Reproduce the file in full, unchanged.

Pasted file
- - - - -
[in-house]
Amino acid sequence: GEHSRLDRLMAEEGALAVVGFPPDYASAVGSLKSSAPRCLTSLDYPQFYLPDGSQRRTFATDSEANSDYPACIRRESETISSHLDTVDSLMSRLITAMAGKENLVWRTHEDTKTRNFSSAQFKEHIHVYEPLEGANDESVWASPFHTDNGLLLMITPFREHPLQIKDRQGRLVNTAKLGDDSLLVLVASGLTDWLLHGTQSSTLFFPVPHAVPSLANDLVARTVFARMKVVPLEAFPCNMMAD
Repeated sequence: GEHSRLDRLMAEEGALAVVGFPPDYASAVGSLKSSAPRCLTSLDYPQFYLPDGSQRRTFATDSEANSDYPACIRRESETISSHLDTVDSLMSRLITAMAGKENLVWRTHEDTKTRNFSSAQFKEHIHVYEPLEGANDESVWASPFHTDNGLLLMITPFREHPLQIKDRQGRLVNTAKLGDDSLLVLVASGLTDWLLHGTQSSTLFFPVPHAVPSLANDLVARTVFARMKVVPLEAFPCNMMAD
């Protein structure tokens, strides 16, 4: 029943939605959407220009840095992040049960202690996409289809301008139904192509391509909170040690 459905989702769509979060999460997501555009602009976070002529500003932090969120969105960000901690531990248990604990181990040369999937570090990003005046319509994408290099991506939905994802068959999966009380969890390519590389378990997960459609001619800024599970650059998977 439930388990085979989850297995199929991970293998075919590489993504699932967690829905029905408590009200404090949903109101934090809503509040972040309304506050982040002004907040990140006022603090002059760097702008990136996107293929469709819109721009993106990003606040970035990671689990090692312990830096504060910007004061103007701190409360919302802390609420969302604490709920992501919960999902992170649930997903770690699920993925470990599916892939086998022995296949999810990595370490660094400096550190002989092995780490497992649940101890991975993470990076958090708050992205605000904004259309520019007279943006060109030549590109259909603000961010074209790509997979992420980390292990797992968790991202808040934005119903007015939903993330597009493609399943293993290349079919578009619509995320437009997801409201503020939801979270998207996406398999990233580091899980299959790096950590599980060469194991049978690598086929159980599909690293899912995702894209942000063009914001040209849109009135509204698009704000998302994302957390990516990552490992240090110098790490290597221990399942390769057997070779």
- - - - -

[in-house]
Amino acid sequence: GEHSRLDRLMAEEGALAVVGFPPDYASAVGSLKSSAPRCLTSLDYPQFYLPDGSQRRTFATDSEANSDYPACIRRESETISSHLDTVDSLMSRLITAMAGKENLVWRTHEDTKTRNFSSAQFKEHIHVYEPLEGANDESVWASPFHTDNGLLLMITPFREHPLQIKDRQGRLVNTAKLGDDSLLVLVASGLTDWLLHGTQSSTLFFPVPHAVPSLANDLVARTVFARMKVVPLEAFPCNMMAD
Repeated sequence: GEHSRLDRLMAEEGALAVVGFPPDYASAVGSLKSSAPRCLTSLDYPQFYLPDGSQRRTFATDSEANSDYPACIRRESETISSHLDTVDSLMSRLITAMAGKENLVWRTHEDTKTRNFSSAQFKEHIHVYEPLEGANDESVWASPFHTDNGLLLMITPFREHPLQIKDRQGRLVNTAKLGDDSLLVLVASGLTDWLLHGTQSSTLFFPVPHAVPSLANDLVARTVFARMKVVPLEAFPCNMMAD
């Protein structure tokens, strides 16, 4: 029943939605959407220009840095992040049960202690996409289809301008139904192509391509909170040690 459905989702769509979060999460997501555009602009976070002529500003932090969120969105960000901690531990248990604990181990040369999937570090990003005046319509994408290099991506939905994802068959999966009380969890390519590389378990997960459609001619800024599970650059998977 439930388990085979989850297995199929991970293998075919590489993504699932967690829905029905408590009200404090949903109101934090809503509040972040309304506050982040002004907040990140006022603090002059760097702008990136996107293929469709819109721009993106990003606040970035990671689990090692312990830096504060910007004061103007701190409360919302802390609420969302604490709920992501919960999902992170649930997903770690699920993925470990599916892939086998022995296949999810990595370490660094400096550190002989092995780490497992649940101890991975993470990076958090708050992205605000904004259309520019007279943006060109030549590109259909603000961010074209790509997979992420980390292990797992968790991202808040934005119903007015939903993330597009493609399943293993290349079919578009619509995320437009997801409201503020939801979270998207996406398999990233580091899980299959790096950590599980060469194991049978690598086929159980599909690293899912995702894209942000063009914001040209849109009135509204698009704000998302994302957390990516990552490992240090110098790490290597221990399942390769057997070779």